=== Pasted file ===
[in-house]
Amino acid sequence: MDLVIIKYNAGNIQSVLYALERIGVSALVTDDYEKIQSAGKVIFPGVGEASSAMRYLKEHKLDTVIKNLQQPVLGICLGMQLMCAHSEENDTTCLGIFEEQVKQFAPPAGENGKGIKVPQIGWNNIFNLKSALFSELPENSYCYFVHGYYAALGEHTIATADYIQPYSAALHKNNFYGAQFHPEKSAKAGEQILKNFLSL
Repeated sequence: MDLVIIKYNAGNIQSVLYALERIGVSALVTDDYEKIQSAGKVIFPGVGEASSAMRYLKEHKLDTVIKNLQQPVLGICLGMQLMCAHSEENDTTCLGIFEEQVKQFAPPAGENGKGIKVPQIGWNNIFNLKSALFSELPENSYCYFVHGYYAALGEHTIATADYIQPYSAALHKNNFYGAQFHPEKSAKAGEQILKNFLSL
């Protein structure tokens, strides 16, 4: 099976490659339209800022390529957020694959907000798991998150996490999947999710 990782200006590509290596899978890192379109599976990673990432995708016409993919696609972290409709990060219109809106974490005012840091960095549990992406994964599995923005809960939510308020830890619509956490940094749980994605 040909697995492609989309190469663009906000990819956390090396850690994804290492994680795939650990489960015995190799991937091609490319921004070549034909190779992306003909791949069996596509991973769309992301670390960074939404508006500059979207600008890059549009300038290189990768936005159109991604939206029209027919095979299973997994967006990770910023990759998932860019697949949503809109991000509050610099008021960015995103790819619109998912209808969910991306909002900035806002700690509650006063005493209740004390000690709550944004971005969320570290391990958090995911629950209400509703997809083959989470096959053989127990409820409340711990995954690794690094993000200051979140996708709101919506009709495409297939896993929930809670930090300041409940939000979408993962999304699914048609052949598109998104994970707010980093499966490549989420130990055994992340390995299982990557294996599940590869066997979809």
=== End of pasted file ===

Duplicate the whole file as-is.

[in-house]
Amino acid sequence: MDLVIIKYNAGNIQSVLYALERIGVSALVTDDYEKIQSAGKVIFPGVGEASSAMRYLKEHKLDTVIKNLQQPVLGICLGMQLMCAHSEENDTTCLGIFEEQVKQFAPPAGENGKGIKVPQIGWNNIFNLKSALFSELPENSYCYFVHGYYAALGEHTIATADYIQPYSAALHKNNFYGAQFHPEKSAKAGEQILKNFLSL
Repeated sequence: MDLVIIKYNAGNIQSVLYALERIGVSALVTDDYEKIQSAGKVIFPGVGEASSAMRYLKEHKLDTVIKNLQQPVLGICLGMQLMCAHSEENDTTCLGIFEEQVKQFAPPAGENGKGIKVPQIGWNNIFNLKSALFSELPENSYCYFVHGYYAALGEHTIATADYIQPYSAALHKNNFYGAQFHPEKSAKAGEQILKNFLSL
């Protein structure tokens, strides 16, 4: 099976490659339209800022390529957020694959907000798991998150996490999947999710 990782200006590509290596899978890192379109599976990673990432995708016409993919696609972290409709990060219109809106974490005012840091960095549990992406994964599995923005809960939510308020830890619509956490940094749980994605 040909697995492609989309190469663009906000990819956390090396850690994804290492994680795939650990489960015995190799991937091609490319921004070549034909190779992306003909791949069996596509991973769309992301670390960074939404508006500059979207600008890059549009300038290189990768936005159109991604939206029209027919095979299973997994967006990770910023990759998932860019697949949503809109991000509050610099008021960015995103790819619109998912209808969910991306909002900035806002700690509650006063005493209740004390000690709550944004971005969320570290391990958090995911629950209400509703997809083959989470096959053989127990409820409340711990995954690794690094993000200051979140996708709101919506009709495409297939896993929930809670930090300041409940939000979408993962999304699914048609052949598109998104994970707010980093499966490549989420130990055994992340390995299982990557294996599940590869066997979809």